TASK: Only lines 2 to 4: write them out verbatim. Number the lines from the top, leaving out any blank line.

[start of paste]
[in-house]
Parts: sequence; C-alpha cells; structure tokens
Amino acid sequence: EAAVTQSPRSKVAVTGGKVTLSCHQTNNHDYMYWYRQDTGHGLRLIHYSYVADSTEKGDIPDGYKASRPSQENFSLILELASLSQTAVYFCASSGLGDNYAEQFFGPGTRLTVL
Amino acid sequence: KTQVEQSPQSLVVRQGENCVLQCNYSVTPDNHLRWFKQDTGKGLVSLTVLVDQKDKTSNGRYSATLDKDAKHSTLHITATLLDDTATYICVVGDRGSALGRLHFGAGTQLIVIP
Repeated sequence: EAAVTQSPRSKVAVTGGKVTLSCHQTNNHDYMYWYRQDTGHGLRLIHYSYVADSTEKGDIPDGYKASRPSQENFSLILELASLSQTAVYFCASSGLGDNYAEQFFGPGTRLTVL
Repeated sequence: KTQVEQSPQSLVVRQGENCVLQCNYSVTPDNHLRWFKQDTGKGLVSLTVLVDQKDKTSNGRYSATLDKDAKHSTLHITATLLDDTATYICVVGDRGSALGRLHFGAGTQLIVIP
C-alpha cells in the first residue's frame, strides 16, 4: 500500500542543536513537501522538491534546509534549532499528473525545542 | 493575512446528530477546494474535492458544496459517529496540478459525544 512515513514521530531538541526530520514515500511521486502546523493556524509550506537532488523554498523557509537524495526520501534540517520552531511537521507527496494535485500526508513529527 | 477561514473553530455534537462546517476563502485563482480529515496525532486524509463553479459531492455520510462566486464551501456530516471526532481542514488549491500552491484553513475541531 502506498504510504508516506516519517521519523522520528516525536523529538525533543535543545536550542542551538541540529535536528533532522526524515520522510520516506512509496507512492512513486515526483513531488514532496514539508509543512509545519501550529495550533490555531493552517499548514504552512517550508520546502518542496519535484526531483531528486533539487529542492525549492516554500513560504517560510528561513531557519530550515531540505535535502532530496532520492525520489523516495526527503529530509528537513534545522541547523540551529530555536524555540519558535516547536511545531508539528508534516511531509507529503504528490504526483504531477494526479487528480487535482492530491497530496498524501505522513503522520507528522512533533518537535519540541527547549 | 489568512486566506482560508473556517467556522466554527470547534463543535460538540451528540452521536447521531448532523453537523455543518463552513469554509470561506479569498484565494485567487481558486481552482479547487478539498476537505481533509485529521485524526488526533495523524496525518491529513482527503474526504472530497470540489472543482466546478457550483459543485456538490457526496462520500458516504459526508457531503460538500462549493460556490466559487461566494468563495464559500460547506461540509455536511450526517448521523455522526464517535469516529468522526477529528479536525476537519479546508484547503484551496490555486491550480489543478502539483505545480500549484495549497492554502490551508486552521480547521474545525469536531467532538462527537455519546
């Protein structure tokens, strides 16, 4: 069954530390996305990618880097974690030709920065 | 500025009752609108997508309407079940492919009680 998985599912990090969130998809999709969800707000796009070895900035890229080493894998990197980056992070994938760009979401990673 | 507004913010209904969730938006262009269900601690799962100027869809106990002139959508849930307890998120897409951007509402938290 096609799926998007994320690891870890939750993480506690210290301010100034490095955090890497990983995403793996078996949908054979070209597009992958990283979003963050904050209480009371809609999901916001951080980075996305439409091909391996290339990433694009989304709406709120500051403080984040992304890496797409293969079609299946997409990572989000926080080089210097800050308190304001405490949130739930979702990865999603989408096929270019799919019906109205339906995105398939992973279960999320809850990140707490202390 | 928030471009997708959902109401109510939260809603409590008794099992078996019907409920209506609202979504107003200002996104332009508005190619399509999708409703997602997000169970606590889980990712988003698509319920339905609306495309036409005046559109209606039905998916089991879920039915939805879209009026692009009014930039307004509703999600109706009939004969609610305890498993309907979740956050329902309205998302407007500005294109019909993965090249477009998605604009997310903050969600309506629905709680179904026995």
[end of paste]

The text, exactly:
Parts: sequence; C-alpha cells; structure tokens
Amino acid sequence: EAAVTQSPRSKVAVTGGKVTLSCHQTNNHDYMYWYRQDTGHGLRLIHYSYVADSTEKGDIPDGYKASRPSQENFSLILELASLSQTAVYFCASSGLGDNYAEQFFGPGTRLTVL
Amino acid sequence: KTQVEQSPQSLVVRQGENCVLQCNYSVTPDNHLRWFKQDTGKGLVSLTVLVDQKDKTSNGRYSATLDKDAKHSTLHITATLLDDTATYICVVGDRGSALGRLHFGAGTQLIVIP